Tseronis to leave Energy for private sector

Pete Tseronis, the Energy Department’s chief technology officer, plans to take a job in industry after seven years at the department and more than 24 in gover...

Pete Tseronis, the Energy Department’s chief technology officer, is leaving government.

Energy chief information officer Michael Johnson announced in an email to staff that Tseronis would be leaving the department at the end of October.

“He has led several key efforts, including development of the DOE enterprise-wide Technology Roadmap, and most recently IM-50’s transition to a unified focus on enterprise architecture, systems engineering, and technology and innovation,” Johnson wrote in the email obtained by Federal News Radio. “On a personal note, I’m going to miss Pete’s passion and high energy approach. We will identify staff to serve in an acting capacity leading IM-50 as we get closer to Pete’s departure.”

Johnson said Tseronis would be pursuing “other opportunities in the private sector,” but didn’t say where he is planning on going.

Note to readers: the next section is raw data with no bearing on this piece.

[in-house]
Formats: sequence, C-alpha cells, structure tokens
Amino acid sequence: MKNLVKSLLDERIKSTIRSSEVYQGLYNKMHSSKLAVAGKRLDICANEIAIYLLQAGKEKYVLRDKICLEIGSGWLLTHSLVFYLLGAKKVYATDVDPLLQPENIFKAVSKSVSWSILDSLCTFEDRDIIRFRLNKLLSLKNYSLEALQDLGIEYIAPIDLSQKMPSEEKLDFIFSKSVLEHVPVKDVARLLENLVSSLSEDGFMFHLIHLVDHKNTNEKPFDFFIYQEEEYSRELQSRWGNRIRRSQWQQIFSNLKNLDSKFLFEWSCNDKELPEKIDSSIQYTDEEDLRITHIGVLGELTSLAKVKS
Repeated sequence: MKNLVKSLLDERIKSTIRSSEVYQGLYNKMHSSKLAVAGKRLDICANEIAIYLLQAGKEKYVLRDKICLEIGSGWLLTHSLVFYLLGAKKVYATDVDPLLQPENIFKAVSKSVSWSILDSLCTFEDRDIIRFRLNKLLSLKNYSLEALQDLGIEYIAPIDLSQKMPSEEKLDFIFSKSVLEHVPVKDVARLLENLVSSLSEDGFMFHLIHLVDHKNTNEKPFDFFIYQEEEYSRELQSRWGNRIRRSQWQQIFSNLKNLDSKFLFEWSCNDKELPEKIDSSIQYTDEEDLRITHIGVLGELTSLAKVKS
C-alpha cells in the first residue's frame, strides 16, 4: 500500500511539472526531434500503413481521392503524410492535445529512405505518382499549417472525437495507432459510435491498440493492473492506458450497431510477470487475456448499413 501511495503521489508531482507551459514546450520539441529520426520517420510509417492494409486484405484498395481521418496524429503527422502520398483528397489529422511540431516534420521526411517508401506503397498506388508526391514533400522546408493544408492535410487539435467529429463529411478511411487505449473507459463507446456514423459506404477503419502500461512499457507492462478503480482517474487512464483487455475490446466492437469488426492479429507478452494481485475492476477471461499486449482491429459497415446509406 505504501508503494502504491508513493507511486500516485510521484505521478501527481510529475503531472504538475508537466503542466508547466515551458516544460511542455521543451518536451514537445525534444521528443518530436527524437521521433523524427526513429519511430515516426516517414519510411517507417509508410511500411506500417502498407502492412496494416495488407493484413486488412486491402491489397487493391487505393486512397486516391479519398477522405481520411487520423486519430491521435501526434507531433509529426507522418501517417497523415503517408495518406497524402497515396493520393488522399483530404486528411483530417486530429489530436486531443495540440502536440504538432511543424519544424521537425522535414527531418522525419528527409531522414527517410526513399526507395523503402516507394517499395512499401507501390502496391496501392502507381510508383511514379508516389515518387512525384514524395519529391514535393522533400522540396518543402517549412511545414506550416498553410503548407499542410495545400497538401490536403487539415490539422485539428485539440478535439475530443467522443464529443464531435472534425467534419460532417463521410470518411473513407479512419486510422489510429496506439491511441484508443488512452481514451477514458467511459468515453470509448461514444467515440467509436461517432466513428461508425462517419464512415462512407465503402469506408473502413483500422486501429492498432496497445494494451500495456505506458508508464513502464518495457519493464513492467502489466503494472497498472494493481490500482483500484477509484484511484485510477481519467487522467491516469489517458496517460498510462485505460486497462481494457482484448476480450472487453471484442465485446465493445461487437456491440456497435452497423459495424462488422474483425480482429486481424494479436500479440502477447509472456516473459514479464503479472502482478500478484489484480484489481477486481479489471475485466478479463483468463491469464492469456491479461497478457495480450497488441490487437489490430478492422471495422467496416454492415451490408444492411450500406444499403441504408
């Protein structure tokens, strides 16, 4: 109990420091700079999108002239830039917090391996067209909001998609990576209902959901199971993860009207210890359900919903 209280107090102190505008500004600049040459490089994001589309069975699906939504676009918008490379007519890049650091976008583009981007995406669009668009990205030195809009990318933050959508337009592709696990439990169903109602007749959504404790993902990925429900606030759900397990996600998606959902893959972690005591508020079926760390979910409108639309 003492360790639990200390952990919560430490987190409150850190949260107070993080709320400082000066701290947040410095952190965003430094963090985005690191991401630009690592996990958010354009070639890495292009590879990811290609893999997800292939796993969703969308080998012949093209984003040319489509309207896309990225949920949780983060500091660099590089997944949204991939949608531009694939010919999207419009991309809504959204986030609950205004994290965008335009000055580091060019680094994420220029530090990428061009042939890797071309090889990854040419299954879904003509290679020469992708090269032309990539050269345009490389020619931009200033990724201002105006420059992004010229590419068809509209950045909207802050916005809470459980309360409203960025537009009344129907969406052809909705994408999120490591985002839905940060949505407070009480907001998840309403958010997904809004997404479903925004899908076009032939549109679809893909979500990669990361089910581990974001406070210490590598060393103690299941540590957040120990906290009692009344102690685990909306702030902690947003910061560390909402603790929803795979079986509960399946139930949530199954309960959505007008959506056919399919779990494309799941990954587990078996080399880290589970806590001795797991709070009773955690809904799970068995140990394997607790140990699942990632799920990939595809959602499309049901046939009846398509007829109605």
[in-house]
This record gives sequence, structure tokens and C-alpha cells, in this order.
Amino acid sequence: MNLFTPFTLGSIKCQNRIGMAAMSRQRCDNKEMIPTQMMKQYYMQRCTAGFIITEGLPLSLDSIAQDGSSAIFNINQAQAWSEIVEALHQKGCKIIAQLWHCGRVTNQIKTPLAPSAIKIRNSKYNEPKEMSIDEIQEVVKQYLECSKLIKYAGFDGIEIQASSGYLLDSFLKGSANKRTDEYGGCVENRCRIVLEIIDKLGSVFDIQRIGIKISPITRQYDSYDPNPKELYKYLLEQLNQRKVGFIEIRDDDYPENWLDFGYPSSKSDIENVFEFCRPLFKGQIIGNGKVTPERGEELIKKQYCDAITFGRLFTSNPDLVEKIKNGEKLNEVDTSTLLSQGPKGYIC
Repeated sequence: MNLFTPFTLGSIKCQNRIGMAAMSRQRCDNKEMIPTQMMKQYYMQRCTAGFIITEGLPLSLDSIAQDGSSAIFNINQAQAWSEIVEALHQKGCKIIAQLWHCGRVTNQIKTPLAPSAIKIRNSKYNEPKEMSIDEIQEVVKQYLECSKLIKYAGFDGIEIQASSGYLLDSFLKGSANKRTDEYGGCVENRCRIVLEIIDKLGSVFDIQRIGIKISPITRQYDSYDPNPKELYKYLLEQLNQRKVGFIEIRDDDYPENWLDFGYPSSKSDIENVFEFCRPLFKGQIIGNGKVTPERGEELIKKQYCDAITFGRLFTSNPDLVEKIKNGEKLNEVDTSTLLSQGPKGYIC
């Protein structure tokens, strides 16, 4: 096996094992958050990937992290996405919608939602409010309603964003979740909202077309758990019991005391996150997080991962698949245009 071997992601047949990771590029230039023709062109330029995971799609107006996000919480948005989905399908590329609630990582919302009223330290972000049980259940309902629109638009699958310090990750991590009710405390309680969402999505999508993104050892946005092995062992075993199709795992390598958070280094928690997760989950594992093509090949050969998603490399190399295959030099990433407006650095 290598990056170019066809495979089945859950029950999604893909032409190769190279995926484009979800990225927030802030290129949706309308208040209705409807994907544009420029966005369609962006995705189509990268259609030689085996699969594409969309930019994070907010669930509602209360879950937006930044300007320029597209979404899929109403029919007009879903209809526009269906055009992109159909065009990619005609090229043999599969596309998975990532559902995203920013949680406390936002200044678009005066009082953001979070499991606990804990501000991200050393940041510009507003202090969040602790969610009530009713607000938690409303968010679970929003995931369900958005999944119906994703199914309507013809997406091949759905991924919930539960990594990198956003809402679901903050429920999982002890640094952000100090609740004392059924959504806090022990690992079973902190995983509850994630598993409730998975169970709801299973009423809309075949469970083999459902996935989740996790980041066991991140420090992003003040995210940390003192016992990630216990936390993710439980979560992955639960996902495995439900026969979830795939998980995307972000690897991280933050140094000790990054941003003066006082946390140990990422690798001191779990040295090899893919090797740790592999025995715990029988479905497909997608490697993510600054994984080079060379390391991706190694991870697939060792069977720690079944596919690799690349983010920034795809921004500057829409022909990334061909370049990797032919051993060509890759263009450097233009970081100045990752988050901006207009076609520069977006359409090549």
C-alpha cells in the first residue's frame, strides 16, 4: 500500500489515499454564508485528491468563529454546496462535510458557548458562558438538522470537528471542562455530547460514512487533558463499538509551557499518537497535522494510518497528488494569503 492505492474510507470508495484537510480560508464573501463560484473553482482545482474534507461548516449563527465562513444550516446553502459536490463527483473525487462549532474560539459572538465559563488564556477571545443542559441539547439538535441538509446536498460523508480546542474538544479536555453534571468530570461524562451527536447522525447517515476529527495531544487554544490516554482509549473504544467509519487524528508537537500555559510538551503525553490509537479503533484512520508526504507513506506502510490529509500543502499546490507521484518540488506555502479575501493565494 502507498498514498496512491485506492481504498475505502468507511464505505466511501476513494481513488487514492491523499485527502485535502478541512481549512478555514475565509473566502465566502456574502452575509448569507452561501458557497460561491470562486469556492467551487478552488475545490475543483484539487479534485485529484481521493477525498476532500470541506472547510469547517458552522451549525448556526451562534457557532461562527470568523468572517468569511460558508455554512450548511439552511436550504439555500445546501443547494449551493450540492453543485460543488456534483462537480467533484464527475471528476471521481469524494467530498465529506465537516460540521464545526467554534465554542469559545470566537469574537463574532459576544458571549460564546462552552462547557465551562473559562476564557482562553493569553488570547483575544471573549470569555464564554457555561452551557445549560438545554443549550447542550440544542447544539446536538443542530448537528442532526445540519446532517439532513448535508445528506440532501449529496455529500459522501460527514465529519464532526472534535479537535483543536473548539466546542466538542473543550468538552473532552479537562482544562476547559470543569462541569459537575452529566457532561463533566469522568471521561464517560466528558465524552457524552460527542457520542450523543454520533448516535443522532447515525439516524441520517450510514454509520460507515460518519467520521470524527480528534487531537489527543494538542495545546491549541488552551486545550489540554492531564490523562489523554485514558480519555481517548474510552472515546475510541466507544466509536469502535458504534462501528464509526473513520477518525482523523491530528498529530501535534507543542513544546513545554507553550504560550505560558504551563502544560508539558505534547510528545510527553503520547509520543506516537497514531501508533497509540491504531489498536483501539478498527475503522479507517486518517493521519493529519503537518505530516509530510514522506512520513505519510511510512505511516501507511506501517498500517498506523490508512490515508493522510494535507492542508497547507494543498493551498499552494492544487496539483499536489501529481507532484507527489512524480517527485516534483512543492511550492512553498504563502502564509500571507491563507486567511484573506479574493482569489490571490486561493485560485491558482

Tseronis came to Energy in 2008 and has been in government for 24 years.

While at Energy, Tseronis quickly became an advocate for modernizing and innovating through the development of policies and deployment of cloud and mobile computing, improving cybersecurity, including access control and identity management, and creating a Cyber Architecture, Engineering, Technology, and Innovation strategic direction and vision.

From a governmentwide perspective, Tseronis led efforts around moving to Internet Protocol Version 6 (IPv6), the mobile strategy and its convergence with the cloud, and modernizing federal infrastructure efforts.

In addition to his time at Energy, Tseronis also worked at the Education Department and the Army.

Tseronis becomes the second key executive to leave Energy in the last few weeks. Rod Turk, Energy chief information security officer, returned to the Commerce Department in the same role.

A former government official said Tseronis and Turk’s decision to leave comes back to a major reorganization happening at Energy.

The source says Johnson is trying to put his own stamp on the department in the 18 months he has left at Energy. Johnson is a political appointee.

“He’s trying to create a more efficient organization,” the source said. “People resist change so with any change you tend to see a lot of negative chatter. I know some are not happy with how the CIO is pulling apart some of the duties and that makes some feel less effective in their roles.”

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